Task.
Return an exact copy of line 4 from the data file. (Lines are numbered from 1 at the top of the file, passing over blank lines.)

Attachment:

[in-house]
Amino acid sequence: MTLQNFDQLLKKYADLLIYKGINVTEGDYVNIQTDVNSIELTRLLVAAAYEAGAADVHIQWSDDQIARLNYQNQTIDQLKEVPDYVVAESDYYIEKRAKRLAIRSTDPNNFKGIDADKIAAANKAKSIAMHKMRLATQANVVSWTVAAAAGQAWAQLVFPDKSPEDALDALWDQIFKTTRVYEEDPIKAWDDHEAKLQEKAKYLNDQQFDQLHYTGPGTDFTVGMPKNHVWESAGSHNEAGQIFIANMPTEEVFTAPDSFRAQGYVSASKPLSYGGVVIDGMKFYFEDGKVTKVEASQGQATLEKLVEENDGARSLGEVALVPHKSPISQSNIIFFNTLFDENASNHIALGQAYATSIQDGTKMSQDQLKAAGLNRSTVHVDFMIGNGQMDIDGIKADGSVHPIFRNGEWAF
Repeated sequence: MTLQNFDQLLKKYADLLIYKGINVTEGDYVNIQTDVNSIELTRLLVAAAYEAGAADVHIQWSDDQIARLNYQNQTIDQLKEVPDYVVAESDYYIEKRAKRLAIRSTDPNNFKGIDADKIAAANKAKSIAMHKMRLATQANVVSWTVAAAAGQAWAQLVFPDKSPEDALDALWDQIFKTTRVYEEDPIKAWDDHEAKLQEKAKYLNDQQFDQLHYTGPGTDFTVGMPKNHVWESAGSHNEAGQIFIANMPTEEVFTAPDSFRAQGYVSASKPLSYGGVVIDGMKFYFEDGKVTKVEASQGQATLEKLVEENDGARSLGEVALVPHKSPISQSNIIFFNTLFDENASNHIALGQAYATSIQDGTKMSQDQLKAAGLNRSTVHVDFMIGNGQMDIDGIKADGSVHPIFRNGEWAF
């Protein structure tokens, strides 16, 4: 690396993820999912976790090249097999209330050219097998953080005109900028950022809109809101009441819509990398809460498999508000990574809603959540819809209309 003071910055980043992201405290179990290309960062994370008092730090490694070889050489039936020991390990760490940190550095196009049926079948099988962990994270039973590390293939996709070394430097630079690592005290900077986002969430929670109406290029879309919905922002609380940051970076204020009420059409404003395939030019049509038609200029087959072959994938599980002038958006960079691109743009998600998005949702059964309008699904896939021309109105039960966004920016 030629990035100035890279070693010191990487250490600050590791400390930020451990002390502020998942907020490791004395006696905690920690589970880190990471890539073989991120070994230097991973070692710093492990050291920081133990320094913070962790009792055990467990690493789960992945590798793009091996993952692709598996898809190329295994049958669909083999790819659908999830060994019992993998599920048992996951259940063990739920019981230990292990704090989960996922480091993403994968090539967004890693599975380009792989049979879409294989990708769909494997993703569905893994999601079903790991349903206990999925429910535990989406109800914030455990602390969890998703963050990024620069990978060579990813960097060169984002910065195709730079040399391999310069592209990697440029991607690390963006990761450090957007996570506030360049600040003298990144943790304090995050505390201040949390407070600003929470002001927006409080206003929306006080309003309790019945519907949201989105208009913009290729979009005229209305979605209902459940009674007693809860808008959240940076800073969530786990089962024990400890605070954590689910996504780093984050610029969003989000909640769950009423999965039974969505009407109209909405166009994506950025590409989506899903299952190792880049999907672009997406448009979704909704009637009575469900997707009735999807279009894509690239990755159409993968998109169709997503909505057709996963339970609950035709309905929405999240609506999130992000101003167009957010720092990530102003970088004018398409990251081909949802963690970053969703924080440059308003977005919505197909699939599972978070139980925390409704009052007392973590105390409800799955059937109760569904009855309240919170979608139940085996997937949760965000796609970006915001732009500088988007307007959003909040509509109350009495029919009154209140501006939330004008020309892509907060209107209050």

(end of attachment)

């Protein structure tokens, strides 16, 4: 690396993820999912976790090249097999209330050219097998953080005109900028950022809109809101009441819509990398809460498999508000990574809603959540819809209309 003071910055980043992201405290179990290309960062994370008092730090490694070889050489039936020991390990760490940190550095196009049926079948099988962990994270039973590390293939996709070394430097630079690592005290900077986002969430929670109406290029879309919905922002609380940051970076204020009420059409404003395939030019049509038609200029087959072959994938599980002038958006960079691109743009998600998005949702059964309008699904896939021309109105039960966004920016 030629990035100035890279070693010191990487250490600050590791400390930020451990002390502020998942907020490791004395006696905690920690589970880190990471890539073989991120070994230097991973070692710093492990050291920081133990320094913070962790009792055990467990690493789960992945590798793009091996993952692709598996898809190329295994049958669909083999790819659908999830060994019992993998599920048992996951259940063990739920019981230990292990704090989960996922480091993403994968090539967004890693599975380009792989049979879409294989990708769909494997993703569905893994999601079903790991349903206990999925429910535990989406109800914030455990602390969890998703963050990024620069990978060579990813960097060169984002910065195709730079040399391999310069592209990697440029991607690390963006990761450090957007996570506030360049600040003298990144943790304090995050505390201040949390407070600003929470002001927006409080206003929306006080309003309790019945519907949201989105208009913009290729979009005229209305979605209902459940009674007693809860808008959240940076800073969530786990089962024990400890605070954590689910996504780093984050610029969003989000909640769950009423999965039974969505009407109209909405166009994506950025590409989506899903299952190792880049999907672009997406448009979704909704009637009575469900997707009735999807279009894509690239990755159409993968998109169709997503909505057709996963339970609950035709309905929405999240609506999130992000101003167009957010720092990530102003970088004018398409990251081909949802963690970053969703924080440059308003977005919505197909699939599972978070139980925390409704009052007392973590105390409800799955059937109760569904009855309240919170979608139940085996997937949760965000796609970006915001732009500088988007307007959003909040509509109350009495029919009154209140501006939330004008020309892509907060209107209050």